Doctor stories
November 25, 2021
Dr DonDiego on escaping an abusive relationship and turning her life around

November 25th marks the International Day for the Elimination of Violence Against Women.

Today, many women around the world are still victims of rape and violence. Globally, 1 in 3 women have experienced domestic violence and lockdown has seen cases escalate.

The naming of this day is designed to raise awareness around this ongoing and serious issue. Today, we wanted to catch up with Dr DonDiego who experienced domestic abuse whilst working the long hours of a doctor.

in 2016, Dr. Danielle DonDiego was burnt out. She was working 80 hour weeks, dealing with stressful experiences on the frontline, and at home she was in an abusive relationship. Now, she has the career and life of her dreams.

Her book Self-Care Rx: A Doctor's Guide to Transformation After Trauma provides advice on the road to recovery after suffering abuse.

"Death by internal self-destruction only begins to show mercy when we have left that abusive relationship or job, stopped turning to food, drugs, and shopping carts to soothe us, and stared the culprit in the face with the determination to fully overcome. And start over" said Dr DonDiego.

In the book she reminds us, domestic abuse is as common in white-collar-wearing couples as it is in the blue-collar world. She wants to ensure that every reader can spot the earliest signs of an abusive predator-partner, leave before their sanity is disrupted, and live a rich life that is sealed from entering another toxic relationship pattern.

What was it like for you, working as a doctor, but also dealing with an abusive partner at home? 

It was very stressful, but I am not sure I fully realised how much I was dealing with. I dove into my work and training but didn't reflect too much on what else was going on. I didn't feel I had the time or bandwidth to fully acknowledge what was going on at home, so I ignored it longer than I may have in less stressful work circumstances. I knew my medical training was top priority, so I ignored everything else.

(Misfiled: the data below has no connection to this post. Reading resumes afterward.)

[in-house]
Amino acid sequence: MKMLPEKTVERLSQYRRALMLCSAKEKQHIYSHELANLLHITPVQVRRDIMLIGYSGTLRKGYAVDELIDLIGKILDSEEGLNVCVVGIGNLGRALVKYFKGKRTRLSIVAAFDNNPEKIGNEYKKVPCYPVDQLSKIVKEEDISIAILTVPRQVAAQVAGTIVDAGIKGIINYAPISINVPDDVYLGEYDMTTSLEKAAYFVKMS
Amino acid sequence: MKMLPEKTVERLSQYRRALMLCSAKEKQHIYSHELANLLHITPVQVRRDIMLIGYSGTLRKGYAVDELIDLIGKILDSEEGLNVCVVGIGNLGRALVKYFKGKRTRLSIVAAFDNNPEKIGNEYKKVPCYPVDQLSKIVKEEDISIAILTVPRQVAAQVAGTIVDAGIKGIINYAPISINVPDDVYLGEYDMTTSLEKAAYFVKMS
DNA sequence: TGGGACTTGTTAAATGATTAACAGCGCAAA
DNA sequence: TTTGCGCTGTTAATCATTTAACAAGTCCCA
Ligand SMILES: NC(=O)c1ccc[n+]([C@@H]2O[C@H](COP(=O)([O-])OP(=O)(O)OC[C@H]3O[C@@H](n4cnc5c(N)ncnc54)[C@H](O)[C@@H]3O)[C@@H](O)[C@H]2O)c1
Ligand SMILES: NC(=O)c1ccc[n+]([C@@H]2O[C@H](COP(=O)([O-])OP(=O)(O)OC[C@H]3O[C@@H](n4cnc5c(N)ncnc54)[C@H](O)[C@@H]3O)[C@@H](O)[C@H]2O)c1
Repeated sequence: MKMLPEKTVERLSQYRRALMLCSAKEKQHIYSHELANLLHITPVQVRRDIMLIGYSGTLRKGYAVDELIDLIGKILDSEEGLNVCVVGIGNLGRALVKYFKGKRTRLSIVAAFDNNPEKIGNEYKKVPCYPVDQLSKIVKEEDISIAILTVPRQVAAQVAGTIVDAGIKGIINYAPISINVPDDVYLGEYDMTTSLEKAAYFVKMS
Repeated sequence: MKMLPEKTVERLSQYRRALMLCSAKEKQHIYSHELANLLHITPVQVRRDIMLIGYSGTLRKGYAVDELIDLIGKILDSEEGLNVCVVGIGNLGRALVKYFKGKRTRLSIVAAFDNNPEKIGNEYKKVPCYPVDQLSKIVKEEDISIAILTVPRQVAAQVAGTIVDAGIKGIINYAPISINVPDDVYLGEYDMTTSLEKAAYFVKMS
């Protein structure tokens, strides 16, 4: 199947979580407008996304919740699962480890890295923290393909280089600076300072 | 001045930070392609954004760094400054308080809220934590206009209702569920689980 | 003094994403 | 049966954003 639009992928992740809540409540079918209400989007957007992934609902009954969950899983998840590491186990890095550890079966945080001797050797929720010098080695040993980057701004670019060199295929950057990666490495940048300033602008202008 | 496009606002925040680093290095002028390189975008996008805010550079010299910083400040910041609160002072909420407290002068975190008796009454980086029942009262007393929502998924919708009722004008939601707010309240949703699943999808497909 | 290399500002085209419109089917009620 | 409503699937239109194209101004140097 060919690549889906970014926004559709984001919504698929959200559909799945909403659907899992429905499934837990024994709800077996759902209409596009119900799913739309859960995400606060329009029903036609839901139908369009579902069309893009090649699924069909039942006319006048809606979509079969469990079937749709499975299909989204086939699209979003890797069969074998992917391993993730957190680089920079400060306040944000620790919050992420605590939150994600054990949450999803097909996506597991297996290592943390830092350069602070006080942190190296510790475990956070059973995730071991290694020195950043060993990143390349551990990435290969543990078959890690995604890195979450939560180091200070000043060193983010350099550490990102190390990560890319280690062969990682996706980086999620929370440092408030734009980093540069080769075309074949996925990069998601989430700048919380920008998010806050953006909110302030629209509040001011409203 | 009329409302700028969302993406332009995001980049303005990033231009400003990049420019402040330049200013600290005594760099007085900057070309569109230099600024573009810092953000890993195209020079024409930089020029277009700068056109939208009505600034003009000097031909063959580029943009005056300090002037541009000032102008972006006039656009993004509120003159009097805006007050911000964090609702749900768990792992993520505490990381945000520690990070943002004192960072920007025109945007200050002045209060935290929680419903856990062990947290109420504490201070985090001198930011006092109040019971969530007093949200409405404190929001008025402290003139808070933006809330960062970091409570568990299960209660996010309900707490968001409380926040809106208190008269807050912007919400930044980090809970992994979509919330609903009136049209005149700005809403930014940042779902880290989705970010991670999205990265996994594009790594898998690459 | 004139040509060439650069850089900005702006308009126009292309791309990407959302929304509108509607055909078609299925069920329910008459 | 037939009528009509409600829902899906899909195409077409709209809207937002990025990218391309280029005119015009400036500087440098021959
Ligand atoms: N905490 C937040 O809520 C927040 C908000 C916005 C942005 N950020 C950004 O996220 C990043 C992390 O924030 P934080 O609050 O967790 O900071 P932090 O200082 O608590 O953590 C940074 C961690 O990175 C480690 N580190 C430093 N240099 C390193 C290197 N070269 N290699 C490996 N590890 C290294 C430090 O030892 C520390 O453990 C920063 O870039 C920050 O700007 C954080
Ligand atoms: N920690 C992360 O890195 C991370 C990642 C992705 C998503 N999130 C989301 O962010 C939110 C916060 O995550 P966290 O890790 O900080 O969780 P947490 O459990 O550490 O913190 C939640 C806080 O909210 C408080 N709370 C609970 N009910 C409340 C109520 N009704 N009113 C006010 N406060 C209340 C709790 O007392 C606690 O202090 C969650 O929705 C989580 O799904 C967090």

Jealousy is often a trait of an abusive relationship, did you experience this when you had long night shifts. How did it affect your mental health? 

Definitely! I am typically a very outgoing and friendly person with everyone, but found that if I became this way towards any male I was met with insults or manipulation to keep me from being friendly. I became much more reserved over time, always being careful not to upset my partner for my own sake more than anything else. But this ultimately wasn't who I am. Not every interaction a female has with a male is at all based in attraction, and I've had to remind myself those thoughts were placed in me by someone else and not by my intentions. 


Did you feel like you could talk with your colleagues about what was going on at home?

Not at the time. Everyone was just as busy as I was, and I wasn't sure how to communicate it. A few times I tried I could just feel people didn't know how to respond or help. I think I knew it was bad, but speaking it out loud made it more real and I wasn't quite ready to face leaving yet. When things were absolutely awful at the end, I eventually confided in a few close friends at work who helped keep me safe from stalking and threats that ensued afterwards. I ended up getting multiple protective orders while trying to start a brand new job as a new doctor. It was a chaotic time and I couldn't function without that support.